By studying single cells from both the primary tumour, the metastasised tumour that’s spread to other organs and the intermediate stage of tumour cells floating in the blood, the leading researcher hopes to find what makes them different.

“We are looking to identify the epigenetic signatures or the biological mechanisms that will switch genes on and off. That would help us predict whether a cancer has a high risk of spreading, and eventually whether it will respond to drug treatment,” says Dr Chatterjee, Senior Research Fellow in the Department of Pathology at Otago University.

“We want to find a robust biological marker to predict a patient’s response and resistance to immunotherapy treatments where we use the body’s own immune system to treat cancer. We also want to gain a deeper understanding of how primary cancer cells spread and switch on and off.”

What next?

He was awarded an $80,000 grant from Cancer Research Trust of New Zealand in 2016 to undertake a study focused on PDL1, an important protein in melanoma cells which can potentially be receptive to or can block immunotherapy.

That initial NZ Cancer Research Trust grant was the springboard to greater knowledge, contributing to a global effort to unlock the secrets behind resistance to immunotherapy.

“The Cancer Research Trust recognised early on how topical and fundamental our work was and the grant substantially helped us push on to gain traction in this new leading-edge field of research. The work we’re doing has the potential for global impact, not only for cancer treatments but also for people with other illnesses,” Dr Chatterjee said.

Along with colleagues Professor Mike Eccles from the Department of Pathology at Otago University and Professor Peter Hersey from the University of Sydney, Dr Chatterjee believes their study of new immune therapy drugs to turn T cells into cancer killers to treat melanoma and stop its spread may have uncovered a key piece of the puzzle.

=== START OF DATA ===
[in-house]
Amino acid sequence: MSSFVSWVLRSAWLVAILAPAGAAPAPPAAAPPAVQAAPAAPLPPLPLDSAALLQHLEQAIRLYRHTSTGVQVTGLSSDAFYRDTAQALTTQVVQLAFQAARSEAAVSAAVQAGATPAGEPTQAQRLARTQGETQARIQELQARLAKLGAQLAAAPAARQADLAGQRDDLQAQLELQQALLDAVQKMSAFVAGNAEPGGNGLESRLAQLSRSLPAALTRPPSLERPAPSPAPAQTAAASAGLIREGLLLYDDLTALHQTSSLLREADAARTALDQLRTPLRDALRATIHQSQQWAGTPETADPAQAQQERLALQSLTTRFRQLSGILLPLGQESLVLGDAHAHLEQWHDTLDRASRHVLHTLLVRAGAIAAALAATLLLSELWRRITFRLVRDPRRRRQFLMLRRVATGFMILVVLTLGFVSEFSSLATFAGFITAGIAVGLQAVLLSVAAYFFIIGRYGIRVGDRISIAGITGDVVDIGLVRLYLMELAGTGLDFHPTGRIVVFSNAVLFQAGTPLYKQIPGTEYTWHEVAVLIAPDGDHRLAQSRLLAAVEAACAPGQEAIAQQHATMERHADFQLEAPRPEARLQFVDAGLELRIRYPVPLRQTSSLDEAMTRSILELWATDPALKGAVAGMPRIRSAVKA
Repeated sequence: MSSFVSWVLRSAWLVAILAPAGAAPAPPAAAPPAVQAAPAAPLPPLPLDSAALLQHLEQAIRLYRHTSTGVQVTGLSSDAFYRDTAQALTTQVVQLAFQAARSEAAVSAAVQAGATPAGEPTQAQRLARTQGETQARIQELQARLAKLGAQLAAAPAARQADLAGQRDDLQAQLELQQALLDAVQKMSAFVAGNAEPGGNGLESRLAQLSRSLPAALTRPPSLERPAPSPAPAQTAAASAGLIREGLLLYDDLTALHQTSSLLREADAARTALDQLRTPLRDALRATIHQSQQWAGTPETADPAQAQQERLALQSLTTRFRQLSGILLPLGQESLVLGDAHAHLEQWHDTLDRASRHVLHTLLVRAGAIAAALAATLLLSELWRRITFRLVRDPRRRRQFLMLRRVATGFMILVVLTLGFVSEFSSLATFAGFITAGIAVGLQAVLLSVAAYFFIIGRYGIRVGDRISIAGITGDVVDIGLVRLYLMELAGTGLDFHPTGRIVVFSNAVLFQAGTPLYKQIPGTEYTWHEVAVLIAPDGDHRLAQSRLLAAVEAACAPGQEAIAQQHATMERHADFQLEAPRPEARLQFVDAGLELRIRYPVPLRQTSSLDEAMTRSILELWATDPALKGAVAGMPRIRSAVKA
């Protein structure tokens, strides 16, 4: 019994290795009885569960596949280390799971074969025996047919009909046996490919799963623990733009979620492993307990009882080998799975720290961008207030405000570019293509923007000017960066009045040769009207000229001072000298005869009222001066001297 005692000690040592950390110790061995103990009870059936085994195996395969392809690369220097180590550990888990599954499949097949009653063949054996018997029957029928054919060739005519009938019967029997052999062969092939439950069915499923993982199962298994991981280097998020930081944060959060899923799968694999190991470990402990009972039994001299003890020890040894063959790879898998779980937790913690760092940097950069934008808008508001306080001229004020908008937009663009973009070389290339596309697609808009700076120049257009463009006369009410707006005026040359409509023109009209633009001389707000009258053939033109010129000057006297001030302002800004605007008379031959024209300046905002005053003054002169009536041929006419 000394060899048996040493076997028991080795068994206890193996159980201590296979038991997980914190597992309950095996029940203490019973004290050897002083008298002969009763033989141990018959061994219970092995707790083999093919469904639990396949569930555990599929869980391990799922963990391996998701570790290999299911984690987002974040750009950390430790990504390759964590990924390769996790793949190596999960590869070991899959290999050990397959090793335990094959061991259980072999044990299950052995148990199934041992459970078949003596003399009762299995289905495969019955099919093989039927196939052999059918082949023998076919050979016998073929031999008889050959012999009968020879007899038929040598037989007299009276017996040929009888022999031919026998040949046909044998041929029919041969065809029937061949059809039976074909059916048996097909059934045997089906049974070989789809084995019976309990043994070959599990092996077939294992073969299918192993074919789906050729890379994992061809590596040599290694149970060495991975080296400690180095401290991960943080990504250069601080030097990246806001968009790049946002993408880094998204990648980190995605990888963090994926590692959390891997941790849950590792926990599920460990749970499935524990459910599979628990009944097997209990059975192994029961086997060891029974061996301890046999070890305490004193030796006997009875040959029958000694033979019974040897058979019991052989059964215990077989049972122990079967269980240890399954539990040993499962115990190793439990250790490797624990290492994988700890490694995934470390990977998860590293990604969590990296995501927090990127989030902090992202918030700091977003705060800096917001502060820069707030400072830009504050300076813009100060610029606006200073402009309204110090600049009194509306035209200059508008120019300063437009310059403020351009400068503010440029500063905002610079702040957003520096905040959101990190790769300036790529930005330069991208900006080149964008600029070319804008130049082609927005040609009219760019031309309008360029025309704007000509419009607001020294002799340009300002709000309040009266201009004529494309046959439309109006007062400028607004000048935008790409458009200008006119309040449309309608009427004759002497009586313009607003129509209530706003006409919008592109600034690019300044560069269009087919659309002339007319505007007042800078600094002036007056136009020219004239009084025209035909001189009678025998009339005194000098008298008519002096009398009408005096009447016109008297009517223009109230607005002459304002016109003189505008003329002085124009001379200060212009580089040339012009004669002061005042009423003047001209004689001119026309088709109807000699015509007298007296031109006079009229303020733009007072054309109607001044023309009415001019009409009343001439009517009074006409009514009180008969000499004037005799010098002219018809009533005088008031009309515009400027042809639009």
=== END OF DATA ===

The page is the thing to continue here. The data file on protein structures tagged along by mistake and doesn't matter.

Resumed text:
Their findings, published in June 2018 in the leading international journal from the Cell Press, iScience, shed light on why new checkpoint inhibitor therapies do not work on some patients.

Checkpoint inhibitors are a type of drug that block certain proteins made by some types of immune system cells, such as T lymphocytes, and some cancer cells. These proteins help keep immune responses in check and can keep T cells from killing cancer cells. When these proteins are blocked, the “brakes” on the immune system are released and T cells are able to kill cancer cells.

Dr Chatterjee, 33, has been recognised internationally and nationally and was awarded a Rutherford Discovery Fellowship to study the epigenetics of cancer metastasis in 2017. More recently, the Otago team has been awarded $1.2 million by The Health Research Council to continue their work on patients in New Zealand over the next three years.

They plan to develop a DNA methylation marker panel that predicts the likelihood of melanoma patients responding to immunotherapy treatment.

This work will contribute to selecting the best treatment for patients and the development of new therapies.

“Melanoma is one of the most common killer cancers in New Zealand and on a global scale we are right up there in terms of incidence and deaths,” says Dr Chatterjee. “Currently, we don’t have reliable biomarkers for predicting how a patient with melanoma could respond to immune therapy, but if we can build the biological profile we can go a long way to improving our treatment strategies. It’s exciting.”

What do you love about your work?

When it comes to motivation, there are a lot of things, but if I have to pick one – it’s my interest in, and passion for, science. You know every day in research we ask new questions. Not a single day is boring! Every day you learn something new.

It’s the best job in the world, because I have questions that I want to ask, and I try to find answers… not only me but my lab group together … And we still get paid for answering questions!